Though New York and New Jersey bore the brunt of the destruction, at its peak, the storm reached 1,000 miles across, killed more than 100 people in 10 states, knocked out power to 8.5 million and canceled nearly 20,000 flights. More than 12 inches of rain fell in Easton, Md., and 34 inches of snow fell in Gatlinburg, Tenn. Property losses were estimated at at least $20 billion, putting the storm among the most expensive disasters in the U.S.
The 34 inches of snow in Tennessee struck me. So did the "1,000 miles across." As I said in my last journal entry, though Hurricane Sandy is being described as a "superstorm," and it was big and bad, it was not nearly of the magnitude described for the superstorm in The Coming Global Superstorm or The Day After Tommorrow where it is described as covering most of the northern hemisphere.
Still, it may be that we've found a new term for the popular lexicon that refers to a kind of storm that is simply greater in magnitude in intensity, geographical extent, and effects (e.g., rain, snow, flood, fire, all from the same storm). By this definition, Sandy certainly was a superstorm. I expect we'll hear the term applied more often now, especially over the winter.
Another after-effect of the storm, that should be taken careful note of, is the gasoline shortage. The Weather Channel says:
Among the biggest lingering challenges Saturday was the gas shortage. Bloomberg said that resolving it could take days. Lines curled around gas stations for many blocks all over the stricken region, including northern New Jersey, where Gov. Chris Christie imposed rationing that recalled the worst days of fuel shortages of the 1970s. Queues of honking cars, frustrated drivers and people on foot carrying containers were just the latest testament to the misery unleashed by Sandy.
I experienced this kind of misery firsthand after Hurricane Katrina passed through my hometown. Gasoline was in short supply for the following week. There was an "underground" communications channel that alerted its members to arrivals of gasoline at the local stations at any time of the day or night. I remember my wife getting a phone call at about 2:00am from a friend who told her there would be gasoline at a particular convenience store within the hour. We hurriedly dressed and drove our vehicles, each with less than a quarter of fuel in the tanks, to the store and joined the line that reached around the block. The gas arrived and we got our share.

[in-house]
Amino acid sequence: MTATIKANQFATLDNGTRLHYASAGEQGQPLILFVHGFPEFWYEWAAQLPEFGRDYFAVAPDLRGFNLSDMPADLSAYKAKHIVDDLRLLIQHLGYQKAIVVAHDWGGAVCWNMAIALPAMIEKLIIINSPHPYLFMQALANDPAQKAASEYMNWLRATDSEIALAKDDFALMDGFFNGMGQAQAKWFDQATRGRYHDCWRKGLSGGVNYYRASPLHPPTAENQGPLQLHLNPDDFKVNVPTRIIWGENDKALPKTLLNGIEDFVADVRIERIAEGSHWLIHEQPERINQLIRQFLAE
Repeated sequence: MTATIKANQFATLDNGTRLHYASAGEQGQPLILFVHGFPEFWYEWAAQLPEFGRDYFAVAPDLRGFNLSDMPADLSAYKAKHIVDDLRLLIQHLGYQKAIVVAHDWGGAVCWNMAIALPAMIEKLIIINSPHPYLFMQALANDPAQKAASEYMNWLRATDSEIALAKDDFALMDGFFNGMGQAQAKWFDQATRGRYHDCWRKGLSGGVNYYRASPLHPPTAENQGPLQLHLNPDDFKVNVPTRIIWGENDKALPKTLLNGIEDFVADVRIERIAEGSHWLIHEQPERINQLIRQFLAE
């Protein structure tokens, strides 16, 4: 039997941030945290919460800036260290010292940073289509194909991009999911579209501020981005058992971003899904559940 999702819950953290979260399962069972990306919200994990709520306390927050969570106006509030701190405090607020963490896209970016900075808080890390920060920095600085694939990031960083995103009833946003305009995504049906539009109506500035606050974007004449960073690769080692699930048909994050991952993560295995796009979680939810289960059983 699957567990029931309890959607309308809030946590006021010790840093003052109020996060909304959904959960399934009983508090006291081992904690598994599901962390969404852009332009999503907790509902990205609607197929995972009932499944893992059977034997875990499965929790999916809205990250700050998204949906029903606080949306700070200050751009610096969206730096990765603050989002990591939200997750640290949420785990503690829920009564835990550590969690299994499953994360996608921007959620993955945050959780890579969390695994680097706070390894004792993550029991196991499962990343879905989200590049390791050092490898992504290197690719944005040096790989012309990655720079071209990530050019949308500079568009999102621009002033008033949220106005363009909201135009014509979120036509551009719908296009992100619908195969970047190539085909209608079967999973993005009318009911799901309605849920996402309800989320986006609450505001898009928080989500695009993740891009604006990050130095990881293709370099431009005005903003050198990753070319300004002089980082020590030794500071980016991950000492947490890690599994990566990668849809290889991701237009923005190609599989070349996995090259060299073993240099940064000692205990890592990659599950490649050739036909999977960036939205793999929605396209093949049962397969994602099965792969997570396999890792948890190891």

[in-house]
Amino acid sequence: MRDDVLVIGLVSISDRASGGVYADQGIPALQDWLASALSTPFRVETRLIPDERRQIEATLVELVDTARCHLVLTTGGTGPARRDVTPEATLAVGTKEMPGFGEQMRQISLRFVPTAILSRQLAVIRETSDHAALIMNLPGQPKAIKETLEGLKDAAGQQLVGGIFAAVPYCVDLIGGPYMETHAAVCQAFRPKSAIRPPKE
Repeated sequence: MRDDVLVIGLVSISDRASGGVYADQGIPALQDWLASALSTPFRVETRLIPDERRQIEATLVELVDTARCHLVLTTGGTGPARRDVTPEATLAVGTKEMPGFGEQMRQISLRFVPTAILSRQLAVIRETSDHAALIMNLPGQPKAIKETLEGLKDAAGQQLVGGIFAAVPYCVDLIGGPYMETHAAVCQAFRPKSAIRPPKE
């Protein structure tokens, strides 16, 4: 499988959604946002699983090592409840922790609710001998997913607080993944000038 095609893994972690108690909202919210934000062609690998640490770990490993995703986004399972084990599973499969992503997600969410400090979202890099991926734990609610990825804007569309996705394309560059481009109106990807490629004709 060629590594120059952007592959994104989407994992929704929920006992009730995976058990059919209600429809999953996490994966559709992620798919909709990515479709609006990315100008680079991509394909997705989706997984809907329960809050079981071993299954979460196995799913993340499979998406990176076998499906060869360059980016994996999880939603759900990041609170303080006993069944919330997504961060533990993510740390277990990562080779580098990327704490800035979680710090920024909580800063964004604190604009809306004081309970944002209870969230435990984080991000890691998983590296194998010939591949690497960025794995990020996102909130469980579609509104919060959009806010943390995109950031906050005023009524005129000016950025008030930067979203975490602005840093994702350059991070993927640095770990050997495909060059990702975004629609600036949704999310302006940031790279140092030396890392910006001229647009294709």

This just emphasizes our civilization's dependence on fossil fuels that we take for granted until we can't get it--especially in areas where public transportation is negligible. Even then, there is a disconnect between recognizing this dependency and our lack of backup, and coping in those times when the energy infrastructure breaks down. Our ruling elites can be nonsensical, even cruel, in such times. I was also struck with an article on the Socialist Worker website that reported:
Mayor Bloomberg ordered all city workers--including non-essential personnel--to come to work on Monday and Tuesday, even though the public transit system and the majority of bridges and tunnels were shut down. And if you didn't show up, Bloomberg threatened to dock your pay.
During the Katrina-induced gasoline shortage in my town, the workers at my job also had to show up and were simply told to carpool. Whether or not we were actually needed, that attitude shows an amazing denial of the tightrope our high-tech civilization walks. It also shows that for widespread fossil-fuel-based energy shortages and outages, there is no Plan B.
Our friends Rocko and Stephanie live northeast of New York in Rhode Island. They say they never lost their electricity and fared well. I don't know how the gasoline shortages are affecting them, but they are grateful to have (literally) weathered the storm.
Donna and I have had our storms to weather as well this week. We're in the process of buying a house (a foreclosure we are repairing) and have had to deal with all kinds of corporate difficulties and technocalities. Of course, every time I've bought or sold a house, I've nearly given up in despair over the process. I may expound on this in a future journal entry.
On a more positive note, I've pretty much pulled together the first issue of the newsletter I will put out in the next couple of weeks. It will be called The Dentville Stories Newsletter and will provide background on the characters, settings, and situations for my novel-in-the-works (Dentville: The Ancients' Legacy; see the Dentville tab for the webpage). Please watch for the newsletter's debut and I hope you'll subscribe to it. It's free.